World of Work Summit

President of Panama: Growth and welfare should go hand in hand

In his address to the ILO Conference, President Juan Carlos Varela said that Panama wanted to be a protagonist in shaping a green economy of the future which should also be an inclusive economy.

News | 11 June 2015
President of Panama, Juan Carlos Varela, at the ILO annual conference
GENEVA (ILO News) - The President of Panama, Juan Carlos Varela, told the annual conference of the International Labour Organization (ILO) that the key challenge was to ensure that economic growth was accompanied by an improvement of people’s living conditions, together with a move towards a green economy generating significant change in the world of work.

Varela addressed the ILO’s 104th International Labour Conference in Geneva bringing together more than 4,000 delegates representing governments, employers and workers of the ILO’s 185 member States. The President said he wanted to turn Panama "into a model of sustainable development in the Americas where economic growth and social welfare go hand in hand."

He explained to ILO delegates, that Panama’s economy had been one of the fastest growing in Latin America in the last ten years, and that it was expected to grow an average of 6 per cent over the coming five years. He warned, however, that “economic growth in Panama still has to be transformed into human and equitable development for all its people."

Panama’s President spoke at a special plenary session of the Conference which also featured addresses by the President of France, François Hollande, and the 2014 Nobel Peace Prize winner, Kailash Satyarthi.

In his speech, he said that Panama was experiencing a reality similar to most countries in Latin America, "a region of contrasts which, despite being a continent of peace and economic growth, faced major challenges, inequality and lack of opportunities which are causing poverty and insecurity."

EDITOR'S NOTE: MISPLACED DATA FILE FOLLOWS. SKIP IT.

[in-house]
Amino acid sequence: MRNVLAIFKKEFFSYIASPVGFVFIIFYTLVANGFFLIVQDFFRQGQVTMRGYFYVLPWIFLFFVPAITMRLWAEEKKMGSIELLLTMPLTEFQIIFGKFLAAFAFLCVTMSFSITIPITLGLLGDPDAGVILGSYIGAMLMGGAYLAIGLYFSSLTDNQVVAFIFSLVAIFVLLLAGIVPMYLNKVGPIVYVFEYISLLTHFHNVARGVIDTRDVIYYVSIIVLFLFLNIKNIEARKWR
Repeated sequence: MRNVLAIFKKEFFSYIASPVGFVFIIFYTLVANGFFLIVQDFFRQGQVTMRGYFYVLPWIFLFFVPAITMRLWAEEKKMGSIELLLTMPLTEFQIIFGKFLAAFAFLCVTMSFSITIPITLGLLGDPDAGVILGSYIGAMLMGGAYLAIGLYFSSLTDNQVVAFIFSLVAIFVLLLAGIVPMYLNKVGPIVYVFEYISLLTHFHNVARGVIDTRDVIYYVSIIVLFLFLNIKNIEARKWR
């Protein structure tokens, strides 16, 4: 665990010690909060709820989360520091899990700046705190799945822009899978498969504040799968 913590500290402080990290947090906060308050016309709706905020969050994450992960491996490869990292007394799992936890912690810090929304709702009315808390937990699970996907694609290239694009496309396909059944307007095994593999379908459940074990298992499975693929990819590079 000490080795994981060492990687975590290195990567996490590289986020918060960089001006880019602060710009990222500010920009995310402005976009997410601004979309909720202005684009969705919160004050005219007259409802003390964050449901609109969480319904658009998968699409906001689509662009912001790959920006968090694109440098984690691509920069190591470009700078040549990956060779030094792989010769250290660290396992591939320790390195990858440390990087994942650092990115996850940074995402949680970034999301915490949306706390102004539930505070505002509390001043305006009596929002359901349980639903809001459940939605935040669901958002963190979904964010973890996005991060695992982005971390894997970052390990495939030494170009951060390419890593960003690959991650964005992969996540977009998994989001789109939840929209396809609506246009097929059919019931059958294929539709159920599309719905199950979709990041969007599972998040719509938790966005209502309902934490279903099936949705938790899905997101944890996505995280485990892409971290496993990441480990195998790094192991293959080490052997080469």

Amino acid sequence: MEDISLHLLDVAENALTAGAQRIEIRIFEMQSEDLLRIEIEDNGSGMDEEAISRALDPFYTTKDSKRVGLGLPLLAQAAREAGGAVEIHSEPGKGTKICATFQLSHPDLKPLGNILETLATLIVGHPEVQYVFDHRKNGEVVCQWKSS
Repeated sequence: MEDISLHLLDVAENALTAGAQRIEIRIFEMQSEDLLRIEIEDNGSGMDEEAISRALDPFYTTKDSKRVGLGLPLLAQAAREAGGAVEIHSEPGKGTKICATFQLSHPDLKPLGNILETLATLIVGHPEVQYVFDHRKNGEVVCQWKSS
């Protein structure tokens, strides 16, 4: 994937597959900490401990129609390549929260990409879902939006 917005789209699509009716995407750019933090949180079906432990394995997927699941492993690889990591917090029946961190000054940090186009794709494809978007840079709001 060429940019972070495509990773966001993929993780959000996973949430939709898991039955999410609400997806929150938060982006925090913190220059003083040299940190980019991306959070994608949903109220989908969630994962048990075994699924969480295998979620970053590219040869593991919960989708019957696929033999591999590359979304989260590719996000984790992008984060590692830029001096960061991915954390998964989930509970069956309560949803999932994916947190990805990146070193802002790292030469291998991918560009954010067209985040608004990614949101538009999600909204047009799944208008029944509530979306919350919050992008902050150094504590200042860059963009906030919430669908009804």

"We have to continue our fight against inequality, create jobs and ensure the access of the most vulnerable to essential public services, decent housing, health care and quality education," he said.

The President emphasized the need to address the challenges posed by climate change. "We need to stimulate innovation and revolutionize traditional ways of production and consumption."

"The economy of the future should not only be greener, but also more inclusive. Development is more than accumulating wealth," Varela said. "The transition to a new green economy should therefore be a just transition," he warned.

He also recalled that the transition to a green economy affected employment. "New jobs flourish, while others disappear," he said, adding that "the development of human talent required a drive towards a low carbon economy."

"The lack and shortage of skilled workers is beginning to be recognized as an important bottleneck in a number of sectors," he said. "The people and government of Panama want to be major players in a future low carbon economy."

"Humanity needs to seek innovative solutions if it successfully wants to face two main challenges: climate change and poverty. Decent work is one of the most powerful means to make progress on both fronts," Valera said.

In his welcome message to the President of Panama, ILO Director-General Guy Ryder said that "his presence at this conference is another example of the great responsibility he had taken to contribute to the generation of enough quality jobs, thus contributing to the sustainability of our planet."

“When I came to your country, I was impressed by its very special form of economic dynamism and its strong commitment to social dialogue, and the respect of international labour standards, all of which were reflected in concrete initiatives to build a more equitable, inclusive and just society.”

Varela reaffirmed his determination to ensure that Panama was the first country in Latin America to eliminate child labour, adding that during his visit his country had begun the process of ratification of the 2014 Protocol to the ILO’s Forced Labour Convention.

During his visit to the 104th International Labour Conference, he also handed in the instruments of ratification for two of the ILO’s international labour standards, Convention No. 144 on Tripartite Consultation (International Labour Standards) and Convention No. 189 on Domestic Workers.